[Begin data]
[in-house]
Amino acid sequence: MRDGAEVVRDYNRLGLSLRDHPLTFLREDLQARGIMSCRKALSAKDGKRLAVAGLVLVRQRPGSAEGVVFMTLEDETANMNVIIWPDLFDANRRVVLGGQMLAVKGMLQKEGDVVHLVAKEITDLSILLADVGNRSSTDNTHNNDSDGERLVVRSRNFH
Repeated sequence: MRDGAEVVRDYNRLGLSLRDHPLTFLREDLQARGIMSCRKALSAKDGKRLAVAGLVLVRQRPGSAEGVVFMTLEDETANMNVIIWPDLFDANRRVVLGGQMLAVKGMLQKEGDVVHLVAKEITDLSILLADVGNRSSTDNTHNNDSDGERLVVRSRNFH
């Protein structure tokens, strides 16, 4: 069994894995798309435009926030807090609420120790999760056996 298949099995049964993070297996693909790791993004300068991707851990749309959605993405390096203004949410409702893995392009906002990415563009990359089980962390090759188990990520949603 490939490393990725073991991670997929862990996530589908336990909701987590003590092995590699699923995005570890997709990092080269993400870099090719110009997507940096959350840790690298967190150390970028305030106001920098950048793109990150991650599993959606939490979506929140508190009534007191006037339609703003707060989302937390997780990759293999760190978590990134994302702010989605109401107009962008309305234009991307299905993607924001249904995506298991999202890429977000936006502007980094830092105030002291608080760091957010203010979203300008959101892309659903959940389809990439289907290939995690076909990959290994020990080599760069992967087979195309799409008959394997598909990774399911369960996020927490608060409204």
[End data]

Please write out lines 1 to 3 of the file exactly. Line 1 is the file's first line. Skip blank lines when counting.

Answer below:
[in-house]
Amino acid sequence: MRDGAEVVRDYNRLGLSLRDHPLTFLREDLQARGIMSCRKALSAKDGKRLAVAGLVLVRQRPGSAEGVVFMTLEDETANMNVIIWPDLFDANRRVVLGGQMLAVKGMLQKEGDVVHLVAKEITDLSILLADVGNRSSTDNTHNNDSDGERLVVRSRNFH
Repeated sequence: MRDGAEVVRDYNRLGLSLRDHPLTFLREDLQARGIMSCRKALSAKDGKRLAVAGLVLVRQRPGSAEGVVFMTLEDETANMNVIIWPDLFDANRRVVLGGQMLAVKGMLQKEGDVVHLVAKEITDLSILLADVGNRSSTDNTHNNDSDGERLVVRSRNFH